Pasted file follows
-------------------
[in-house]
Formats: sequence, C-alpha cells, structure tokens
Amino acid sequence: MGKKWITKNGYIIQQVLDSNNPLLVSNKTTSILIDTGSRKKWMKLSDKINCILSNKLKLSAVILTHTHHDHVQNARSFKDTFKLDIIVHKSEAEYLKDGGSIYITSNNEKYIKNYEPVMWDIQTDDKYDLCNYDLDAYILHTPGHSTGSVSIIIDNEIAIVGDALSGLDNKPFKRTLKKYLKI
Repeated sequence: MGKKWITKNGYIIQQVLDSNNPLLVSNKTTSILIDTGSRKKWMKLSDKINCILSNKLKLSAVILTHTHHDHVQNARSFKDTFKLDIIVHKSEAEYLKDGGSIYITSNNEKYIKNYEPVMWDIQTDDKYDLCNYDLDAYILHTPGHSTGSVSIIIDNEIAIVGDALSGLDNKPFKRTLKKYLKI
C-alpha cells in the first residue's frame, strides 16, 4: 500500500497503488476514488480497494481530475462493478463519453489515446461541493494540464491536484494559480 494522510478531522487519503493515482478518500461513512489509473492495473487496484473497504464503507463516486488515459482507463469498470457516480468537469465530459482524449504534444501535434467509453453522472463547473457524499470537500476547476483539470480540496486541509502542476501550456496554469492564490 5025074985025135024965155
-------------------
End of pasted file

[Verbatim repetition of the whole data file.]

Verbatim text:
[in-house]
Formats: sequence, C-alpha cells, structure tokens
Amino acid sequence: MGKKWITKNGYIIQQVLDSNNPLLVSNKTTSILIDTGSRKKWMKLSDKINCILSNKLKLSAVILTHTHHDHVQNARSFKDTFKLDIIVHKSEAEYLKDGGSIYITSNNEKYIKNYEPVMWDIQTDDKYDLCNYDLDAYILHTPGHSTGSVSIIIDNEIAIVGDALSGLDNKPFKRTLKKYLKI
Repeated sequence: MGKKWITKNGYIIQQVLDSNNPLLVSNKTTSILIDTGSRKKWMKLSDKINCILSNKLKLSAVILTHTHHDHVQNARSFKDTFKLDIIVHKSEAEYLKDGGSIYITSNNEKYIKNYEPVMWDIQTDDKYDLCNYDLDAYILHTPGHSTGSVSIIIDNEIAIVGDALSGLDNKPFKRTLKKYLKI
C-alpha cells in the first residue's frame, strides 16, 4: 500500500497503488476514488480497494481530475462493478463519453489515446461541493494540464491536484494559480 494522510478531522487519503493515482478518500461513512489509473492495473487496484473497504464503507463516486488515459482507463469498470457516480468537469465530459482524449504534444501535434467509453453522472463547473457524499470537500476547476483539470480540496486541509502542476501550456496554469492564490 5025074985025135024965155